If trying to have it both ways is your definition of Anglicanism, then the recent statement by the Archbishop of Canterbury about the Denver Consecrations will have been music to your ears.
At a time when a major row is brewing in the Roman Church about where ultimate authority lies – in the Church Universal, and so the Papacy and the Curia (Ratzinger); or in the local or particular Church, and so with individual diocesans (Kasper) (see Way we Live Now, July) – Dr Carey has taken both sides in one letter.
He tells the Archbishop of South East Asia that ‘I gave no authority to the Province of South East Asia in 1996, to consecrate bishops for service elsewhere in the world’. He also says: ‘I cannot recognise John Rodgers and Chuck Murphy as bishops in communion with me unless they are fully reconciled to the Presiding Bishop of the Episcopal Church.’
In the first statement Dr Carey is claiming an authority and primacy which he does not have. The first two provinces of the ‘Anglican Communion’ – Scotland and the USA – were not inaugurated by an Archbishop of Canterbury, nor even, in the first instance, owed allegiance to one. So begins the problem.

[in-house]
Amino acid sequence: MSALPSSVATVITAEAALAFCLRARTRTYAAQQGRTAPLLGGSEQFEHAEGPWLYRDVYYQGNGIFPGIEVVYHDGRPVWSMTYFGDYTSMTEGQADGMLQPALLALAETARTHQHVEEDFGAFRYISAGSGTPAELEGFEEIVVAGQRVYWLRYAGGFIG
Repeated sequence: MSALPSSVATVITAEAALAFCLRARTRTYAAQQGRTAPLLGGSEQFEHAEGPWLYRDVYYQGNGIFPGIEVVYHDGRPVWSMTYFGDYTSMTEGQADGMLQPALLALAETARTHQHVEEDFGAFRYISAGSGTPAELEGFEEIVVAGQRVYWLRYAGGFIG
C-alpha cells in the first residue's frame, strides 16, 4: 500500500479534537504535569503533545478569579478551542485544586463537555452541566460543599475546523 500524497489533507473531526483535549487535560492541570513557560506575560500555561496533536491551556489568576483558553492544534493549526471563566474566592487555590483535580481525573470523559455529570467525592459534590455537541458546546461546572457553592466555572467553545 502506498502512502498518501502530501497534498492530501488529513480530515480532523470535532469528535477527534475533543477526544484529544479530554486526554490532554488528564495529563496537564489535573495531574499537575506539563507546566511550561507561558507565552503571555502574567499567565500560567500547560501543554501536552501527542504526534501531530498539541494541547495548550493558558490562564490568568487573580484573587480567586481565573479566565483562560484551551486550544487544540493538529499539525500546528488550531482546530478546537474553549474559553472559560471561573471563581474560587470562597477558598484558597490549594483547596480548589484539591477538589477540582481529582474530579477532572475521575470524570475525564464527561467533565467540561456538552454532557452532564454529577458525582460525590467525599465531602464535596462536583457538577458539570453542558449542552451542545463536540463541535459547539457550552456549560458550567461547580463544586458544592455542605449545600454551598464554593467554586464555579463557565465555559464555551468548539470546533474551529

In the second statement he asserts a doctrine of episcopal territoriality which, in a fellowship of Churches where orders are no longer equivalent and interchangeable and where jurisdictions with differing ecclesiologies overlap one another (as for example in continental Europe), is self-evidently untenable.
At one level Ratzinger and Carey see eye to eye: they both, apparently, believe in a universal primacy which guards the essential values and doctrines of the Church. Where these two great minds differ is on what those values are. Ratzinger believes the primacy exists to uphold and guarantee the Apostolic deposit of faith. Dr Carey (more in tune here with Kasper than Ratzinger) believes that its role is to uphold and defend the rights of local Churches in their own distinctive heterodoxies. To be ‘reconciled’ with the Presiding Bishop of ECUSA is, on important matters, to be at variance with most of the rest of the Communion, including Dr Carey.